Judge Patricia M. Wald is a native of Torrington, Connecticut and a 1948 Phi Beta Kappa graduate of the Connecticut College for Women. Working in the factories of northwestern Connecticut gave her not only money to pay for her education, but introduced her to the fundamentals of the labor movement and the social needs of blue-collar workers. The factory experience helped shape her decision to attend law school as a means to help that segment of American society. She attended Yale Law School as one of a mere handful of female students, served as Case Editor on the Yale Law Journal and graduated with honors in 1951.
Leaving New Haven, she went to work as a clerk for Judge Jerome Frank of the U.S. Court of Appeals for the Second Circuit. The venerable judge called her the best clerk he ever had. Following her clerkship, she went to work for the Washington, DC firm of Arnold & Porter, leaving the firm after about a year to join her Navy JAG husband, Robert, who had been assigned to duty in Norfolk. For almost a decade, Judge Wald stayed at home, devoting her energies to launching the lives of the couple’s five children and doing occasional legal research and writing.
When she returned to the practice of law in the early sixties, Judge Wald enthusiastically focused her attentions and abilities on multiple roles. In over a dozen public and private leadership positions, she worked in such diverse fields as criminal justice, juvenile law, mental disability law, drug abuse, poverty and public interest law, administrative law, constitutional law, judicial process, and women and the law.
In 1977, she was appointed as Assistant Attorney General for Legislative Affairs for the U.S. Department of Justice. In 1979, President Jimmy Carter nominated her to fill a newly created seat on the U.S. Court of Appeals for the District of Columbia Circuit – the first woman ever to sit on that bench, and served as chief Judge from 1986 until 1991. Subsequently, Ruth Bader Ginsburg, who was appointed to the same court, recalled of her friend and colleague, “I began to understand Pat’s devotion to her judicial position my first year as her colleague. While the rest of us spent vacation time at some beautiful place in the U.S. or abroad, she enrolled in a two-week course in utilities regulation in Michigan, on a college campus, as I recall, where living conditions were not luxurious … to better understand the arguments made in rate-making cases that trooped all too regularly before the D.C. Circuit.”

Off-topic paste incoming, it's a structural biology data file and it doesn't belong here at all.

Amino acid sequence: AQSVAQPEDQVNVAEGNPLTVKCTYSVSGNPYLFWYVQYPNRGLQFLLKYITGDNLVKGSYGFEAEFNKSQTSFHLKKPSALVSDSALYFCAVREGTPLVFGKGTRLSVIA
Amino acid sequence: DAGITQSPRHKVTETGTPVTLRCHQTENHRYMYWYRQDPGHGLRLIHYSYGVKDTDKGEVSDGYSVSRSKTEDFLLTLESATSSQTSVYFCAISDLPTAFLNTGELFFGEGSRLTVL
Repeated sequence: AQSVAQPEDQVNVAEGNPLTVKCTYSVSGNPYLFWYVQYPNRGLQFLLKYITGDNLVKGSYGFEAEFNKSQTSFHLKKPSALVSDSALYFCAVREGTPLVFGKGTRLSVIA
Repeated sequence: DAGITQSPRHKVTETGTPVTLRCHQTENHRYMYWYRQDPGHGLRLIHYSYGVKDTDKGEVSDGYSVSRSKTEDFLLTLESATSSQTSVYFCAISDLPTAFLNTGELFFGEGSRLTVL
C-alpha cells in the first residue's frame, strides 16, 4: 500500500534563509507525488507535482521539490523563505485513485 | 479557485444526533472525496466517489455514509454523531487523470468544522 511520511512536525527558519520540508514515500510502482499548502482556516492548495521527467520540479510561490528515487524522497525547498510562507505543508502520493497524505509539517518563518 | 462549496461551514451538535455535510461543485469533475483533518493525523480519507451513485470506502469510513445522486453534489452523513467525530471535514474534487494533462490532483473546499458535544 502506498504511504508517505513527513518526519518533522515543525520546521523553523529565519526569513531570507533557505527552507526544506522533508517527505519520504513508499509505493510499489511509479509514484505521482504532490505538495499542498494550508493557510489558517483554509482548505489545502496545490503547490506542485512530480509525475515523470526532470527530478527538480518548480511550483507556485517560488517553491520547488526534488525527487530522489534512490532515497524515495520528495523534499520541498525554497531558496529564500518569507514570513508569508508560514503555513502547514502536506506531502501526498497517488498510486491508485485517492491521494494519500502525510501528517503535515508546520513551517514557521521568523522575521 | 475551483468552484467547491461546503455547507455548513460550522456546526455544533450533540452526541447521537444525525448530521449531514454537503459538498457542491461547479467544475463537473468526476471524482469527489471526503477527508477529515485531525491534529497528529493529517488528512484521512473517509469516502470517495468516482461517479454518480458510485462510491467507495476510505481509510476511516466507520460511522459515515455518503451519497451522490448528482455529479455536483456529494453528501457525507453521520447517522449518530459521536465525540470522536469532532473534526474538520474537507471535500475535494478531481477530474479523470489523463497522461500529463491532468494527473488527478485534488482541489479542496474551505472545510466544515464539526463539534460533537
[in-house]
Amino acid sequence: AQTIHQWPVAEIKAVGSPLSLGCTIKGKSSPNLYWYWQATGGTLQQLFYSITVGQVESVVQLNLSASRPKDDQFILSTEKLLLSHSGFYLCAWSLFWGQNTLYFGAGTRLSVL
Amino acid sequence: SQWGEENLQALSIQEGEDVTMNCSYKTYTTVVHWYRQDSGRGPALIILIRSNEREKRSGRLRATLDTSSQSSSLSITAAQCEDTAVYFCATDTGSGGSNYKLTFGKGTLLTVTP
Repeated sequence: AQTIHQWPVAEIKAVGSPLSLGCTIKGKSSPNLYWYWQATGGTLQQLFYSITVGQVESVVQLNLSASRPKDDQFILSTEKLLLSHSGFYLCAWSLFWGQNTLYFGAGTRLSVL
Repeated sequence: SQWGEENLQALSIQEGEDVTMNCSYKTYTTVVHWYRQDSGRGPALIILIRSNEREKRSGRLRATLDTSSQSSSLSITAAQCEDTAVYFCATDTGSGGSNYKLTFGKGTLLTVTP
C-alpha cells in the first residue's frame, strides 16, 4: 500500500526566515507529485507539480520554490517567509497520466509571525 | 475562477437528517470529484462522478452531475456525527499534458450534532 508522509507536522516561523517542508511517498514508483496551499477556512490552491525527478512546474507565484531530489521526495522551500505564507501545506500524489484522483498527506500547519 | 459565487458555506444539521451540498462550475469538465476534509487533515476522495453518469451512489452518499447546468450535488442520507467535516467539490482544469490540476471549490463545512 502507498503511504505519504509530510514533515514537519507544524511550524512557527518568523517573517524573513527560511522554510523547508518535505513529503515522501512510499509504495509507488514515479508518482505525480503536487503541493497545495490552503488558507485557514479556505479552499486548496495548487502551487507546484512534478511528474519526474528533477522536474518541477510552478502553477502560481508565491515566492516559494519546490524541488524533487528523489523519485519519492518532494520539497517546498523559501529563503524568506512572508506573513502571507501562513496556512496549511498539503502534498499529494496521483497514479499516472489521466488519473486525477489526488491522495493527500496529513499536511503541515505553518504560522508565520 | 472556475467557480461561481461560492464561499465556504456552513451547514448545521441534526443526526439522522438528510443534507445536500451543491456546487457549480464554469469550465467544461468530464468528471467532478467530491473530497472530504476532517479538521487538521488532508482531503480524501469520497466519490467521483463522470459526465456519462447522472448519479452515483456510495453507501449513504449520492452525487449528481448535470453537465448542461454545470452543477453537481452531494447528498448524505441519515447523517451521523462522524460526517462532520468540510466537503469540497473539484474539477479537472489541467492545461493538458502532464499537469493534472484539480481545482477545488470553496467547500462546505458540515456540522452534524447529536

Such was the distinctive character of Judge Wald’s twenty year tenure on the DC Court of Appeals: to learn, to reason, to apply and then to pass on that knowledge and experience to others that has inspired and equipped a legion of her clerks in their professional careers. She is a talented and prolific writer, nationally sought speaker, beloved mentor and public example of the epitome of the profession. Despite the heavy time commitment as a judge of one of the nation’s busiest courts, Judge Wald was instrumental in the founding of the Prettyman - Leventhal American Inn of Court in Washington, DC and participated in every Inn meeting for its first five years.
In 1999, after twenty years on the federal bench, Judge Wald stepped down. Her colleague and successor as Chief, Abner J. Mikva spoke of her as “the model of the good judge”. But retirement from the federal bench was not to lead to the front porch rocking chair – not for Judge Wald. “There is a time – this was my incentive to leave – when you realize you only have a limited number of years in which to pursue any new or different endeavor, and a little bit of the adventure or pilgrim spirit rises to the surface. You want to try one more thing that’s exciting and worthwhile before you quit.” she recently said in an interview.
Upon her retirement, Judge Wald accepted an appointment to serve on the 14 member panel of judges of the International Criminal Tribunal in The Hague, where she spent the next two years hearing cases on wartime atrocities in the former Yugoslavia. It was arduous work for Judge Wald. The trials in the Tribunal lasted, on average, fifteen months, many much longer. There was the obstacle of language and no uniform set of rules for the judges to apply. It was a grueling process for all involved. Judge Wald became a leader of the Tribunal and established a standard for fairness and the rule of law. As a result of her dedication to those principles, the lessons learned will vastly improve future international courts.
Judge Wald now serves as Chair of the Open Society Institute’s Criminal Justice Initiative.
Throughout her exceptional career as an advocate and jurist, Judge Wald has displayed a rare blend of practical intelligence, idealism and humanity. She has served as a role model for a generation of public interest lawyers. She has played key roles in countless professional associations, national commissions, and legal reform efforts in the United States and overseas. In addition to a score of honorary degrees, she has been recognized with gratitude by countless organizations for her dedication, leadership, and inspiration as a champion of justice around the globe.